James J. Mitchell [SJ Mercury, 7/21] notes that software is becoming more important as the hardware market saturates. Low- cost computing is coming, and companies are working to establish their positions. Companies like Apple, Sun, HP, Octel, and LSI Logic are heavily into software development, often with more programmers than engineers. Venture capitalists are drawn by the annual growth rates of major software companies: Symantec's 1985- 90 sales rose 124% per year (!), Oracle 111%, Adobe 106%, Cadence 81%, Borland 58%, Software Publisher 30%.
"Borland people used to work 12 hours a day, six days a week. ... Now it's going to be 15 hours a day and seven days a week." -- Philippe Kahn, president of Borland International (Scotts Valley, CA).
"Almost anybody can start a software company. It's not capital intensive. There's no other business that Philippe could have been successful in." -- Gordon Eubanks, CEO of Symantec. [James J. Mitchell, SJ Mercury, 7/21.]
Last week, Matthew Witten asked about career opportunities for generalists and interdisciplinary scientists.
Mark Weiser (firstname.lastname@example.org) says that being a generalist has made for a richer life and has led to territory unexplored by others. Getting tenure was a problem, though, since he was not the best in any of his fields. Universities do not really value generalists. He recommends working on the problems of one discipline with the point of view of another; since there aren't many generalists, you're likely to be the first. Also, take your many areas all to heart, and try to have each thing you work on be significant to all of them. Otherwise some fields are just hobbies, and you are not truly a generalist. Mark considers himself lucky to be at PARC, where generalists are valued.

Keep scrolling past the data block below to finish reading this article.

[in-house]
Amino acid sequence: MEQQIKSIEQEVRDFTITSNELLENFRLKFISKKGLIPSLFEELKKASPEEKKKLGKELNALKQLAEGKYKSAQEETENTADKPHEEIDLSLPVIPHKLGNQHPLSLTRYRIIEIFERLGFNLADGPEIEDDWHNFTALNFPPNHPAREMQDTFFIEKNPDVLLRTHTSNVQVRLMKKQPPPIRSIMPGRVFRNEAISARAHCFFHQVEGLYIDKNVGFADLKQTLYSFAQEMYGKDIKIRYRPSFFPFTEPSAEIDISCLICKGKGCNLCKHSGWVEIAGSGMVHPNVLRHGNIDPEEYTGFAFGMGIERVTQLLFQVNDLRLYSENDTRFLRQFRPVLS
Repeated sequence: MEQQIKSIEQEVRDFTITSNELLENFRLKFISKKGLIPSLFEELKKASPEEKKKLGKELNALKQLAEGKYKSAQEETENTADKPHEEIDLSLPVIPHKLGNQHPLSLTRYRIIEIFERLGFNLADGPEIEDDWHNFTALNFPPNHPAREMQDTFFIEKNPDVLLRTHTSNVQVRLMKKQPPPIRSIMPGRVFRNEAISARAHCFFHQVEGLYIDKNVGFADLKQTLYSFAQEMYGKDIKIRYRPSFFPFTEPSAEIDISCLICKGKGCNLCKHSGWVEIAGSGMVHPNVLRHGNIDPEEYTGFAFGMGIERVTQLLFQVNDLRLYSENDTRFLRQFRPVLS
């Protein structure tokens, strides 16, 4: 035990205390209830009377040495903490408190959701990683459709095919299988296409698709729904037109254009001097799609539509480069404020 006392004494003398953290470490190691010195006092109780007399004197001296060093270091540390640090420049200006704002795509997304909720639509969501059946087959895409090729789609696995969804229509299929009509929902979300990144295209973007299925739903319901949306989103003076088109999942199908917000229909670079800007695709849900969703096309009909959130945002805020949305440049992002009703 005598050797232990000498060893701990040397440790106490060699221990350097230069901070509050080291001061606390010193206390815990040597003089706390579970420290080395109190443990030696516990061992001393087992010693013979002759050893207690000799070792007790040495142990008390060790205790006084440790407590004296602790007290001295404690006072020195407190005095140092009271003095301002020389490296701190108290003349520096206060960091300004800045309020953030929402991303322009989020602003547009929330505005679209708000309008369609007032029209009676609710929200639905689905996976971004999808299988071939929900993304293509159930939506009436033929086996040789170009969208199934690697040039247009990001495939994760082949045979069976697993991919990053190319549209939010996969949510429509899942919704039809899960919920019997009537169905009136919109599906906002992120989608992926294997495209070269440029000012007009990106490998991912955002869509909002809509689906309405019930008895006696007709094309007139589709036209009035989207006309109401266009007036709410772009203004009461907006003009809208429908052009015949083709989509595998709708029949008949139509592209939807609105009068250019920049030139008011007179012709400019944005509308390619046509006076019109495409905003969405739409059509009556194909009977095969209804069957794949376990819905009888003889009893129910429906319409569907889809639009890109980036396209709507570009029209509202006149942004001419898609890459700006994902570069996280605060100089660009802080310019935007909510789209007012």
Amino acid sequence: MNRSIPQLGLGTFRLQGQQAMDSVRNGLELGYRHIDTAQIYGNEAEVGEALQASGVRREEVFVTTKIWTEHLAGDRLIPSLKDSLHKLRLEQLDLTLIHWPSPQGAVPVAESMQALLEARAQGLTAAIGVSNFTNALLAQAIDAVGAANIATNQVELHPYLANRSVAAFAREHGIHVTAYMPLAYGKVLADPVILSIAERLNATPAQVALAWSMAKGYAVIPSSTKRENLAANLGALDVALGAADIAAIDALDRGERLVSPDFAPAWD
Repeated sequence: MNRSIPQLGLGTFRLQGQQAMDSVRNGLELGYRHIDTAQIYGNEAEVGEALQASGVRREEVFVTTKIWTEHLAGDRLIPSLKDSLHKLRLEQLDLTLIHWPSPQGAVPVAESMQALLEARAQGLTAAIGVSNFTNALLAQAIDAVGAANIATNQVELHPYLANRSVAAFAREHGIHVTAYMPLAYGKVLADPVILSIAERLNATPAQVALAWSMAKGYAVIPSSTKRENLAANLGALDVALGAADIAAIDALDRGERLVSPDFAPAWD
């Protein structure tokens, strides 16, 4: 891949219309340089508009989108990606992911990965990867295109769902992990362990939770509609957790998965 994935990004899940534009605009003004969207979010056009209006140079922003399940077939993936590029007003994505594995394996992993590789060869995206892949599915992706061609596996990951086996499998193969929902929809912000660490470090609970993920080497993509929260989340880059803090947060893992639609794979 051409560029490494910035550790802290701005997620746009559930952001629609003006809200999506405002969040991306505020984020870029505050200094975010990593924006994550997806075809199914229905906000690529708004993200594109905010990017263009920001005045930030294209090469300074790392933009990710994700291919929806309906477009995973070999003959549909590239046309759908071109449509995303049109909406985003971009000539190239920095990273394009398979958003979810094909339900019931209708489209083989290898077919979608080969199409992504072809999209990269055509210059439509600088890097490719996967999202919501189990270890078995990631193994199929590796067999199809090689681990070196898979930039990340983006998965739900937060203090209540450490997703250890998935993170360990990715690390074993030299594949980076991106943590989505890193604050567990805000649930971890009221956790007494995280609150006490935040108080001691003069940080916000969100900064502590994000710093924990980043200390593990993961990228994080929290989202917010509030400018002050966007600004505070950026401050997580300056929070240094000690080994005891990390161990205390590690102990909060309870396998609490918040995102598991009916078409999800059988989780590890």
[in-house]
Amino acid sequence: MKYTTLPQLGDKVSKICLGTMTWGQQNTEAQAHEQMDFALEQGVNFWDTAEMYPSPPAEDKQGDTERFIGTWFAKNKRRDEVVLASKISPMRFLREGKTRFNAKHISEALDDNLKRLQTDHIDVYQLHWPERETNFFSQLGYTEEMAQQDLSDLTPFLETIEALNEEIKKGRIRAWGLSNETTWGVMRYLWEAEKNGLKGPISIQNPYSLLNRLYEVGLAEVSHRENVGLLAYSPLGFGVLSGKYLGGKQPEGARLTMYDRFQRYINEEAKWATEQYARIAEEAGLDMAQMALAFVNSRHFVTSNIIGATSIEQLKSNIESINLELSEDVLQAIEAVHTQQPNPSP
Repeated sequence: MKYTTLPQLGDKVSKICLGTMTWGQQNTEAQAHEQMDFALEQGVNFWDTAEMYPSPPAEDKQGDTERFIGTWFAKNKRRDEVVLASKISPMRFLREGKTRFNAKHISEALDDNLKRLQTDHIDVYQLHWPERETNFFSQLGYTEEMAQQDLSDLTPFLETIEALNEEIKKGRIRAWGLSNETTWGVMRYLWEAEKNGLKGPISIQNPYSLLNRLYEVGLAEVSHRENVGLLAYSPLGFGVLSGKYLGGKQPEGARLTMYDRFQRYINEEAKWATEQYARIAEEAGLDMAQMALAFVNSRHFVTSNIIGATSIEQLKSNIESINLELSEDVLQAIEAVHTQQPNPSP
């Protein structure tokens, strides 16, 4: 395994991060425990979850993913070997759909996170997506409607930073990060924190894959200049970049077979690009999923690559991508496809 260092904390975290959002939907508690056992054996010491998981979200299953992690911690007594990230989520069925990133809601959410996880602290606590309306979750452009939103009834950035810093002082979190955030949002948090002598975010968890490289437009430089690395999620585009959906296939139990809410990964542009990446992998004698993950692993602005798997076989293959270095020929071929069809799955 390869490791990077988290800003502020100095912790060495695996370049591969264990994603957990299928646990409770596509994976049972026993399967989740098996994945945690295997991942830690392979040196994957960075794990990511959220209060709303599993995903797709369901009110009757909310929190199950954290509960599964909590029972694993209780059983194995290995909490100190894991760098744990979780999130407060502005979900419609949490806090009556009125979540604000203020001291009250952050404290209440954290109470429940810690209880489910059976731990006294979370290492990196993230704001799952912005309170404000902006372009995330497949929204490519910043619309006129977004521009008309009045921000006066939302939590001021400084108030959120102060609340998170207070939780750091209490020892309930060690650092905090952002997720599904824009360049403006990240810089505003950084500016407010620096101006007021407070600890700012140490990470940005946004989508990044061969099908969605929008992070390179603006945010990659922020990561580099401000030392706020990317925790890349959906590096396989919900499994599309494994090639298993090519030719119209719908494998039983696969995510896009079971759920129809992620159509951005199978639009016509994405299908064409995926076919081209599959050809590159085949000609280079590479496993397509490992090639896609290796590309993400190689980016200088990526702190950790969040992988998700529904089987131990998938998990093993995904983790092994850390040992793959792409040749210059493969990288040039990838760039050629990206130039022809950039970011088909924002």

I'm reminded of a delightful book, The Way of the Ronin: A Guide to Career Strategy, by Beverly A. Potter, 1984. I'd like to share some notes that I've interwoven with my own views.
Workers form companies in order to accomplish more than they could individually. Companies also permit division of labor, with each member doing those tasks that most suit his or her own skills and personality. This should benefit individuals as much as it benefits the group. Cooperatives and communes are often based on such ideology; unfortunately, they lack the efficiency and stability of alternative systems.
In career feudalism, an owner forms the company and retains or delegates all authority. The entire company serves the owner, and reflects the goals and personality of its leader. Workers trade their autonomy for protection and economic support -- salary, job security, health insurance, retirement benefits, credit unions, journal subscriptions, etc. The good of the company (i.e., its owner) is paramount, but the company will take care of you as required by law and to the extent necessary to keep your job slot filled.
Feudal systems are bureaucracies, and bureaucracies are exceedingly efficient at repetitive tasks. Low-paid workers handle routine tasks (often involving material processing or customer contact); supervisors provide guidance and quality control; middle managers implement new policies and intervene when problems arise; and executives monitor outside forces and set strategic direction. Line functions (those producing revenue) form the core of the pyramid; outer vertical "faces" take care of purchasing, accounting, personnel, and other staff functions. (In an accounting firm, of course, accounting is a line function. At NSF, Physics and Chemistry are the core; Sociology and Education are further out.)